USGS - science for a changing world

South Florida Information Access (SOFIA)


projects > across trophic level systems simulation (atlss) > project summary


Project Summary Sheet

U.S. Geological Survey, Greater Everglades Science Program: Place-Based Studies

Fiscal Year 2002 Project Summary Sheet

Project: Across Trophic Level Systems Simulation (ATLSS) Program

Web Sites: ATLSS.ORG

Location (Subregions & Counties): The total system

Funding (Source): USGS Place-Based Studies

Principal Investigator: Donald L. DeAngelis, Phone: 305-284-1690 e-mail: ddeangelis@umiami.ir.miami.edu

Project Personnel: Donald L. DeAngelis, Phone: 305-284-1690 e-mail: ddeangelis@umiami.ir.miami.edu

Supporting Organizations: USGS/BRD, NPS, ACE, EPA, USFWS, SFWMD

Associated / Linked Projects: Component of ATLSS Program

Overview & Status: The major objective of the USGS's ATLSS (Across Trophic Level System Simulation) Project is to compare the relative differences between alternative hydrologic scenarios on the biotic components of the Greater Everglades ecosystem. The goal is to provide a rational, scientific basis for ranking the hydrologic scenarios as input to the planning process, and through this to aid development of appropriate monitoring and adaptive management schemes. ATLSS is constructed as a multimodel, meaning that it includes a collection of linked models for various physical and biotic systems components of the Greater Everglades. This landscape modeling approach is the work of USGS scientists and collaborators from several universities. The ATLSS models are all linked through a common framework that allows for the necessary interaction between spatially-explicit information on physical processes and the dynamics of organism response across the landscape. This includes a common hydrology and vegetation map. The ATLSS models include Spatially-Explicit Species Index (SESI) models, and dynamic models for the distribution of functional groups of fish across the freshwater landscape, the Cape Sable seaside sparrow, the snail kite, the white-tailed deer, the Florida panther and various wading bird species.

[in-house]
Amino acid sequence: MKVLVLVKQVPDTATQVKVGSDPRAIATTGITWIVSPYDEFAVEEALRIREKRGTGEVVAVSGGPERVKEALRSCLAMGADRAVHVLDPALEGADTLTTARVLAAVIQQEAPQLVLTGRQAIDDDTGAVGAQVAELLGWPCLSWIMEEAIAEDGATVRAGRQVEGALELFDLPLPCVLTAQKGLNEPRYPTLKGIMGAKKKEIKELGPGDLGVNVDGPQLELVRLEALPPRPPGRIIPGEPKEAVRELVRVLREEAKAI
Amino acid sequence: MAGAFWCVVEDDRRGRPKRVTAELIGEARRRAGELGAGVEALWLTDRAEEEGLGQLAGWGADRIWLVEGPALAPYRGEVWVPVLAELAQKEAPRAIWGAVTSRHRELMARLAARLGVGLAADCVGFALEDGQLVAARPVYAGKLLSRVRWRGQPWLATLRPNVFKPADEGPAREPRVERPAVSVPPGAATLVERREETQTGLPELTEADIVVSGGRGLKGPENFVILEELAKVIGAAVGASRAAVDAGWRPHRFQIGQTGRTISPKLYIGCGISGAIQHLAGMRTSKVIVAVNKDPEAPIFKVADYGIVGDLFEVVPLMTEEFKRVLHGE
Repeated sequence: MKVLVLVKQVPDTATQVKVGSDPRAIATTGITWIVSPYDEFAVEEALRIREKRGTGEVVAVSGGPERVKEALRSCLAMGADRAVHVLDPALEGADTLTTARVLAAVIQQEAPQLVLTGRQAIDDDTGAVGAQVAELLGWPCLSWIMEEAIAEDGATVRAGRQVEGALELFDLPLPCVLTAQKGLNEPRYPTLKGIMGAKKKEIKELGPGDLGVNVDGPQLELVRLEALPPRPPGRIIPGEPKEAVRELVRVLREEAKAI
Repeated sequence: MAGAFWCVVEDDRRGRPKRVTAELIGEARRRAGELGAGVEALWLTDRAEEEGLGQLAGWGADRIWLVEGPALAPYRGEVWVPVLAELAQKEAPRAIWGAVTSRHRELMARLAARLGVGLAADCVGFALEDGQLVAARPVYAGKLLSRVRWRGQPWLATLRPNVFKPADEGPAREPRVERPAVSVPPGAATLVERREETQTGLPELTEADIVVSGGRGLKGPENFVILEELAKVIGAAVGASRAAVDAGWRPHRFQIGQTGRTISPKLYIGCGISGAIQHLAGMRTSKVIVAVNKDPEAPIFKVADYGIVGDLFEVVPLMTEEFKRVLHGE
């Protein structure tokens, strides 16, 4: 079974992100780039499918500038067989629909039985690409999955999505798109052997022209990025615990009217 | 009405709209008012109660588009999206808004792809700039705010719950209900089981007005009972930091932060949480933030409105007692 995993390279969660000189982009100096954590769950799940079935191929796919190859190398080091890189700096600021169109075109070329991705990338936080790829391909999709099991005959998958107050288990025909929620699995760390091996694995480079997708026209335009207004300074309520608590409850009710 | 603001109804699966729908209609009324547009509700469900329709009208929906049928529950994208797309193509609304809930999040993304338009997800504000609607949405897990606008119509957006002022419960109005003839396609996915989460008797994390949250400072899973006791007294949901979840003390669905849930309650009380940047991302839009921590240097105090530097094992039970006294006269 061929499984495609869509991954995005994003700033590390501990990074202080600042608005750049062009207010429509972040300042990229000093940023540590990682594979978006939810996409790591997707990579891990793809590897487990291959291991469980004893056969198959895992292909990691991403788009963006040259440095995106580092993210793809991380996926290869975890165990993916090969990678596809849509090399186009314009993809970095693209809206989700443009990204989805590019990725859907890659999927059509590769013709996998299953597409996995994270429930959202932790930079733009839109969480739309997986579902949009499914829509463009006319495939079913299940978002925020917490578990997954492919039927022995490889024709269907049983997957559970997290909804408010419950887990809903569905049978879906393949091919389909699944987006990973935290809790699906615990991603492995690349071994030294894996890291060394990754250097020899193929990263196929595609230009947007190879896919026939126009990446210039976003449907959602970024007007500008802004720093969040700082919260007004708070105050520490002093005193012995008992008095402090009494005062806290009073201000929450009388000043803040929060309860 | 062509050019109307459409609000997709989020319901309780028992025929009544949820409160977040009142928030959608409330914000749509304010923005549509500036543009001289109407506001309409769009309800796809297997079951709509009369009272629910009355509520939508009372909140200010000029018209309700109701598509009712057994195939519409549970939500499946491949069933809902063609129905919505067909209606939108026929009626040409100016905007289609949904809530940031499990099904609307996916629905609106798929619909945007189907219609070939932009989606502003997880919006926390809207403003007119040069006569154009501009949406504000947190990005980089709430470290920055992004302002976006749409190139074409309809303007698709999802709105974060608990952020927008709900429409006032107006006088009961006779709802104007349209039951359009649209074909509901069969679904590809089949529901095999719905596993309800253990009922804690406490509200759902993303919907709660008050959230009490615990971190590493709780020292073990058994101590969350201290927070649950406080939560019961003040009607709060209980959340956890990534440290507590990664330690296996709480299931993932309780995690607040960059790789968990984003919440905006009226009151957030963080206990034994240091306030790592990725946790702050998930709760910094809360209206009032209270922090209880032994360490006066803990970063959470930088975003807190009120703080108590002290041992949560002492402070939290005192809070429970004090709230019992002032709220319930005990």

Needs & Products: The most important need in Greater Everglades restoration is the ability to predict the relative effects of different alternative restoration plans, compared with the based case of no restoration. ATLSS models attempt to fill that role with respect to a number of important species and functional groups in the Everglades. The most important future general directions for the ATLSS project are the following: (1) testing and validation of models, (2) making the models easier to use by client agencies, (3) development of models for vegetative succession, and (4) development and testing of selected new models where there are critical needs determined by performance measures.

Application to Everglades Restoration: The role of USGS's ATLSS Program is to predict the effects of changes in water management on Greater Everglades species and biological communities, as an aid to identifying and selecting those changes most needed and most effective for the restoration effort. The ATLSS integrated suite of models has been used extensively for that purpose in Everglades Restoration planning. In particular, it has been used in the evaluation of the effects of Restudy, ModWaters, and C-111 hydrology scenarios on key biota. 

Study Milestones
1995 1996 1997 1998 1999 2000 2001 2002 2003 2004 2005
Familiarity   x x                
Design   x x x              
Field Work     x x x x x o o o  
Data Analysis     x x x x x o o o  
Initial Reporting     x x              
Quality Assurance     x x x x x o o o  
Results Published     x x x x x o o o  
Synthesis       x x x x o o o  
Note: "x" indicates task completed during quarter, and "o" indicates task planned, but not completed


Accessibility FOIA Privacy Policies and Notices

Take Pride in America logo USA.gov logo U.S. Department of the Interior | U.S. Geological Survey
This page is: http://sofia.usgs.gov/projects/summary_sheets02/atlss.html
Comments and suggestions? Contact: Heather Henkel - Webmaster
Last updated: 24 April, 2014 @ 12:45 PM (KP)